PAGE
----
Ramiel’s sword came at her again, and again Jambika blocked her. Ramiel swung over and over, but each time Jambika blocked her.
“Having trouble finding me under all my imposing lace?” Jambika asked, mouth quirked.
Ramiel’s only answer was a series of jabs and strikes that Jambika brushed aside smoothly.
Finally, Jambika made a jab back at Ramiel.
Ramiel had no problem blocking the blow and wondered if Jambika was only talented at defense. That would explain why she wanted her to make the first move. Perhaps her only skill was to keep attackers from wounding her while her crew did all the killing.
Ramiel switched tactics and stayed in a defensive position, waiting for Jambika to strike against her.
It was a mistake. Instead of finding a weak spot that would allow Ramiel to take advantage, she found herself so busy defending against the onslaught of blows raining down on her that she couldn’t make single offensive move.
She was being beaten by a lace-bedecked ninny!
Just as Ramiel thought it couldn’t get any worse, something hard press against the back of her calf. Her balance teetered and she fell backward over the object, smacking her head on the deck.
The world dimmed for a moment except the sparks of light that flitted over her vision.
A hand appeared among the little lights, a ring of lace surrounding it. Ramiel was not so dazed that she would stoop to taking Jambika’s hand. She ignored it and pushed herself up.
Jambika laughed and it annoyed Ramiel that she didn’t take offence at her offer being ignored. But then, it would be hard to take offence at someone you’d so soundly humiliated.
Ramiel hardened her jaw and slid her sword into its sheath. She was about to leave the ship and the annoying grins of the watching crew, when Jambika said, “Not bad. I suppose I could use another honest worker aboard.”
Ramiel stood for a second. Was Jambika offering her a place on her ship?
“If you can stand to work under someone who strikes an imposing figure to compensate for their lack of skill,” Jambika continued.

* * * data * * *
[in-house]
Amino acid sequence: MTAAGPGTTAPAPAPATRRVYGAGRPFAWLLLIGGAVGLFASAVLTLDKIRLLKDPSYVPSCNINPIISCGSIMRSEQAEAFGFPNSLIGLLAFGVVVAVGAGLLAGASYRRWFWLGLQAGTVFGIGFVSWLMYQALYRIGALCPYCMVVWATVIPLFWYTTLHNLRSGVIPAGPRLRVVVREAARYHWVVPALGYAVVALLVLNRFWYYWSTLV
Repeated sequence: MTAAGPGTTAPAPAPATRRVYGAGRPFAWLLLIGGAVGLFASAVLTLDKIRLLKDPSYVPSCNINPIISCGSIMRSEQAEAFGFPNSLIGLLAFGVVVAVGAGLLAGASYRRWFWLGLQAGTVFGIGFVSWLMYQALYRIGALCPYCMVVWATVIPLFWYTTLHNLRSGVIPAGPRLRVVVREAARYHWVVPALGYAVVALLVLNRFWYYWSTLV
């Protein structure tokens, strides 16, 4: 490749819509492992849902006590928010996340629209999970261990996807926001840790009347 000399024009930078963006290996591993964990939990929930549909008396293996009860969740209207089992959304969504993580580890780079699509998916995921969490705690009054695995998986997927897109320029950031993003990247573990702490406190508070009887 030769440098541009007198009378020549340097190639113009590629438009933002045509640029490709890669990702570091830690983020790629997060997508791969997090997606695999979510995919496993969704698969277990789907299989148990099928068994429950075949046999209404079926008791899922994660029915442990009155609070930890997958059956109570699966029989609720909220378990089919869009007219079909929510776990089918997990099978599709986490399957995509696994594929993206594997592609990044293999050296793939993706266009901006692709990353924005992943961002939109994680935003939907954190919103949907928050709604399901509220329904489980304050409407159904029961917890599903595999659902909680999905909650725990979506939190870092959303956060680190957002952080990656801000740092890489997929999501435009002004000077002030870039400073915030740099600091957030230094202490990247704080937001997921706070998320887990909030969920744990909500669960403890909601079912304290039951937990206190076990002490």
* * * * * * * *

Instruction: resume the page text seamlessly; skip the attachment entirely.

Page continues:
The crew snickered.
Ramiel might have turned her down, just to save some of her injured pride, but if she had to spend another week on land in this smelly city, she’d join a merchant crew just to breathe in the sea again.
“I think I can put up with it,” Ramiel said.
“Good.” Jambika flicked her hand toward the crate at Ramiel’s feet, making the lace at her wrist swish. “Your first task is to take the cargo to shore.”
Ramiel scowled at the create. It was the thing that had tripped her and left her sprawling like a ninny for the crew to see. There was a single word etched into the wooden lid, letting its content be known. Lace.
I wrote this in response to a prompt I came up with for Jena Grace’s 3 words, one story writing challenge. I’m a bit late in posting it because when I first sat down to write it, it was going in a totally different direction.
It started out great. I saw the name Jambika on a list of names laying on my desk at work and thought, that is a name screaming to be a fictional character. I wrote about two paragraphs in Jambika’s point of view before hitting a wall.
I had this idea that another pirate captain, Ramiel, (who wasn’t as fabulously dressed as Jambika) would challenge her to a sword fight, thinking she would easily win against such a pansy. In the end, Jambika would win and Ramiel would fall and hit her head.
But the story wasn’t working in Jambika’s point of view, so I put it aside and kind of forgot about it. (Sometimes stories need that…they’re delicate things you know 😉 )
When I went back to it, I started writing in Ramiel’s view point and things went a lot smoother. Of course Ramiel turned into a former member of another pirate crew and it was Jambika who pulled her sword out first. But sometimes you just have to let the story have it’s own way. 😉